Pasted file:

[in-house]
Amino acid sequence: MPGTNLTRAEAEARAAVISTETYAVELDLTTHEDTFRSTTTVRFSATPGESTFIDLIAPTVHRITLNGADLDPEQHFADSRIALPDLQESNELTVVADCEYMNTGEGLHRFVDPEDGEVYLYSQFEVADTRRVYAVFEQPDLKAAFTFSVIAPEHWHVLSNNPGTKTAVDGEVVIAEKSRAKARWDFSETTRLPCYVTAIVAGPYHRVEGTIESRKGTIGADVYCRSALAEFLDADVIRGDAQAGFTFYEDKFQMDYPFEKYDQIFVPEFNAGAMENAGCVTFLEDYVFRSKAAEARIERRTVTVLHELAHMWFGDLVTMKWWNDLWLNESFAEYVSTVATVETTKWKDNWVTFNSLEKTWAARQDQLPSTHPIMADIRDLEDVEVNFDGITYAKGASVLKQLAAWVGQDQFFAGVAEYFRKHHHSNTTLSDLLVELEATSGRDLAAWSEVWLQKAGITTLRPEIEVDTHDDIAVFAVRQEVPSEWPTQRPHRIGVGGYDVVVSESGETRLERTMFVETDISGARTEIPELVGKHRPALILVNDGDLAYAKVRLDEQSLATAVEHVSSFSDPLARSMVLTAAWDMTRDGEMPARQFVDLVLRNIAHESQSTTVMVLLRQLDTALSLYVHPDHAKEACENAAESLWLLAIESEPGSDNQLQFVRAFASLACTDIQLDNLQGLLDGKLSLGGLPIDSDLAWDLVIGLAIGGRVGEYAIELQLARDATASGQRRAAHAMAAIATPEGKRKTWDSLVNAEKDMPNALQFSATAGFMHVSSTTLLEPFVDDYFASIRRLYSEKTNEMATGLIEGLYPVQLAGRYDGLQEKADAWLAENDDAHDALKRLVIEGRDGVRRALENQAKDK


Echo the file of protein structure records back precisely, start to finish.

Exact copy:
[in-house]
Amino acid sequence: MPGTNLTRAEAEARAAVISTETYAVELDLTTHEDTFRSTTTVRFSATPGESTFIDLIAPTVHRITLNGADLDPEQHFADSRIALPDLQESNELTVVADCEYMNTGEGLHRFVDPEDGEVYLYSQFEVADTRRVYAVFEQPDLKAAFTFSVIAPEHWHVLSNNPGTKTAVDGEVVIAEKSRAKARWDFSETTRLPCYVTAIVAGPYHRVEGTIESRKGTIGADVYCRSALAEFLDADVIRGDAQAGFTFYEDKFQMDYPFEKYDQIFVPEFNAGAMENAGCVTFLEDYVFRSKAAEARIERRTVTVLHELAHMWFGDLVTMKWWNDLWLNESFAEYVSTVATVETTKWKDNWVTFNSLEKTWAARQDQLPSTHPIMADIRDLEDVEVNFDGITYAKGASVLKQLAAWVGQDQFFAGVAEYFRKHHHSNTTLSDLLVELEATSGRDLAAWSEVWLQKAGITTLRPEIEVDTHDDIAVFAVRQEVPSEWPTQRPHRIGVGGYDVVVSESGETRLERTMFVETDISGARTEIPELVGKHRPALILVNDGDLAYAKVRLDEQSLATAVEHVSSFSDPLARSMVLTAAWDMTRDGEMPARQFVDLVLRNIAHESQSTTVMVLLRQLDTALSLYVHPDHAKEACENAAESLWLLAIESEPGSDNQLQFVRAFASLACTDIQLDNLQGLLDGKLSLGGLPIDSDLAWDLVIGLAIGGRVGEYAIELQLARDATASGQRRAAHAMAAIATPEGKRKTWDSLVNAEKDMPNALQFSATAGFMHVSSTTLLEPFVDDYFASIRRLYSEKTNEMATGLIEGLYPVQLAGRYDGLQEKADAWLAENDDAHDALKRLVIEGRDGVRRALENQAKDK